December 11, 2021, 7 Tevet 5782
Torah: Genesis 44:18-47:27; Triennial 46:28-47:27
Haftarah: Ezekiel 37:15-37:28
In parashat Vayigash the patriarch Jacob learns the truth about his son Joseph, whom he has not seen in several decades. Joseph’s brothers return from Egypt to Canaan and inform their father, “Joseph is still alive, yes, he is a ruler over the whole land of Egypt” (46:26). At first Jacob does not believe his sons; the Torah teaches that his heart went numb in disbelief. The brothers keep trying to convince their father, telling him all that Joseph had recounted to them. Then Jacob sees the wagons that Joseph had sent him, and his spirit revives. “My son Joseph is still alive!” he declares. “I must go and see him before I die!” (45:28). Why does the sight of the wagons revive Jacob’s spirit when his sons’ words seem to have no effect? What do the wagons symbolize? What are these conveyances meant to convey?
According to the midrash, Jacob was never fully convinced that Joseph had died, which is why he refused to be consoled for the loss of his son (Genesis Rabbah 84:21). But even so, when the brothers came to report that Joseph was alive and well in Egypt, Jacob discounted their words because it was they who had told him that Joseph had been torn apart by a wild beast (Genesis Rabbah 94:3). Nothing his sons say has any effect on him, because he has already dismissed them as unreliable narrators. Then he sees the wagons, and something inside him shifts. His spirit is revived not because the wagons are proof that Joseph is still alive; he has always known that, at least on some level. Rather, as the midrash teaches, the wagons are an important symbol for Jacob that his son is not just alive and well, but that the connection between them has remained strong in spite of their prolonged estrangement.
Perhaps when Jacob saw the wagons, he realized that his son still honored and respected him. Along with the wagons, Joseph had sent ten he-asses and ten she-asses laden with grain, bread, and provisions for his father on his journey to Egypt. Upon seeing this gift, Jacob realized that Joseph had not forgotten the respect due to his father, in spite of becoming an important Egyptian dignitary. Likewise Jacob understood that his son had not forgotten the values he had learned during the first seventeen years of his life in his father’s home, and he continued to act in accordance with those values, sending wagons so that his father might travel comfortably.
But did the wagons really come from Joseph? The midrash notes that at first, the Torah described that the wagons were sent by Pharaoh (45:21), and later they are described as sent by Joseph (45:27). Picking up on this textual inconsistency, the midrash teaches that when Pharaoh encouraged Joseph to send wagons to his father, he furnished Joseph with wagons covered in idolatrous symbols, like most of the royal conveyances in ancient Egypt. Judah burned those wagons, and Joseph then supplied new ones himself (Genesis Rabbah 94:4). The wagons were thus a sign that in spite of his long sojourn in Pharaoh’s court, Joseph has not assimilated into the idolatrous Egyptian culture. He has remained devoted not just to his father, but also to his father’s God. This revelation, too, revives Jacob’s spirit.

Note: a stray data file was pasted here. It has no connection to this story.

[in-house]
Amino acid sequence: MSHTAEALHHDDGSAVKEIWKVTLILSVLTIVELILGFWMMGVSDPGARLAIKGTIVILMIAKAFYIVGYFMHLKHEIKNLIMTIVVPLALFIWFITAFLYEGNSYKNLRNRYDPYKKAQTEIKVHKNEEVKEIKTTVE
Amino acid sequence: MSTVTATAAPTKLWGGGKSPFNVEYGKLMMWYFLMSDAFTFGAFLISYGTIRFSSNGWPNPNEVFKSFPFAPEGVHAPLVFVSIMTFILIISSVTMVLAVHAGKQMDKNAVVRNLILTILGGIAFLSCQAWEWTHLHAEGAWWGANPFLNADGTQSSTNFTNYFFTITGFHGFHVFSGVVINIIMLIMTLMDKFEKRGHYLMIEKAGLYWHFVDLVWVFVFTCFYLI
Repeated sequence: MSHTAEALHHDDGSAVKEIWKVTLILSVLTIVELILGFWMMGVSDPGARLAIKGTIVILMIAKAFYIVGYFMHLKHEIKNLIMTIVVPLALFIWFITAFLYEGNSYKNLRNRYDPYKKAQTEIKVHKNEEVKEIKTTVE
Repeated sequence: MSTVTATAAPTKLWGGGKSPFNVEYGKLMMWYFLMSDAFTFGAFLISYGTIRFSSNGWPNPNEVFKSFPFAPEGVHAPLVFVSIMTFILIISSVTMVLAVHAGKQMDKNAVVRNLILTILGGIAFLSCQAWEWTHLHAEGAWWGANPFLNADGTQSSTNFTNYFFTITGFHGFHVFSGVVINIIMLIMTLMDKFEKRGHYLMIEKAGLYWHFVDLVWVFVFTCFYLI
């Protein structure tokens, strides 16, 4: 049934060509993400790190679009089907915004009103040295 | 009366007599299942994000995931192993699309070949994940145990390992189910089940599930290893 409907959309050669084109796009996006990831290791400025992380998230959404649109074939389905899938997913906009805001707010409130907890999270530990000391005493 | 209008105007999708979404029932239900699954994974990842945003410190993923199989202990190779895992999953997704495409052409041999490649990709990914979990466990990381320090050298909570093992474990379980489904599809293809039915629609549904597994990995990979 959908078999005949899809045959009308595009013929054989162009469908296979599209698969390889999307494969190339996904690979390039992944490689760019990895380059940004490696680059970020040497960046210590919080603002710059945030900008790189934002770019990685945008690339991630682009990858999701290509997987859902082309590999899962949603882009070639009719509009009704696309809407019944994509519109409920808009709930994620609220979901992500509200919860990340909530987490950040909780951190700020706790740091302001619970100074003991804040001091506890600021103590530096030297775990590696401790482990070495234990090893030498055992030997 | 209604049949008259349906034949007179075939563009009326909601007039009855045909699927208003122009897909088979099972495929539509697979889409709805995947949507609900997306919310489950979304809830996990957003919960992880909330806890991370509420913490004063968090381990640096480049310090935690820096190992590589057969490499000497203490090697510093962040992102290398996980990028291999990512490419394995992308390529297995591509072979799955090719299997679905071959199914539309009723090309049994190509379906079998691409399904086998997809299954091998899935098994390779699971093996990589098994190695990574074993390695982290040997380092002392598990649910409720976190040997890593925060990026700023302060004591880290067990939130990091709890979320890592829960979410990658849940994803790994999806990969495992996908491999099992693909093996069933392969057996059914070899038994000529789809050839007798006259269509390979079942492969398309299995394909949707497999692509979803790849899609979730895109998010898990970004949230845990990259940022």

The wagons further symbolize Joseph’s enduring devotion to his father’s teachings. The Hebrew word for “wagon”, agala, is similar to the Hebrew word for heifer, egel. The richly-imaginative midrashic rabbis teach that at the time when Joseph was sold in slavery by his brothers, he and his father had been studying the laws of the egla arufa, described in Deuteronomy 21:1-9 (Genesis Rabbah 84:3, 85:3). These laws teach that if a dead body is found in a field and no one knows who killed him, then the elders of the nearest city must take a heifer and break its neck, and wash their hands while declaring “Our hands have not spilled this blood, nor have our eyes seen it done” (21:7). Joseph sent the wagons as a sign to his father that he still remembered the Torah they had studied together – they were in the middle of studying the laws of the egla, and so Joseph sent agalot, reassuring his father that he had not forgotten their learning, and, presumably, that he was ready to resume.
But there is another level of significance to the particular laws that Jacob and his father were in the middle of studying, as Yakov Z. Mayer points out in his book Drishot (Yediot, 2009, untranslated). Jacob’s deepest fear was that his son had become like a dead body left in the field with no one to tend to him. He worried that his other sons had abandoned Joseph, and that there was no one to bring a heifer in atonement. Moreover, he worried that he was implicated in Joseph’s tragic fate, because it was he who had sent Joseph off in search of his brothers on that fateful day when they threw him in the pit and pretended that the blood of an animal was in fact Joseph’s blood. When Jacob sees the wagons, his spirit revives because he is finally reassured that he was not responsible for Joseph’s death; his hands had not spilled his blood. And so the wagons are proof not just that the son has remained devoted to the father, but also that the father has not betrayed the son.
When Jacob sees the wagons, he realizes not just that his son is still alive, but that he still upholds the values with which he was raised. Jacob’s realization is a reminder that generational distance may be not only physical, but also psychological; a parent may feel that a child has abandoned the values that parent sought to inculcate, or a child may feel that a parent has abdicated responsibility. Perhaps there is no greater gift we can bestow upon our parents than the assurance that we, their children, remain committed to their values and will convey them—wagonload by wagonload—to the next generation.
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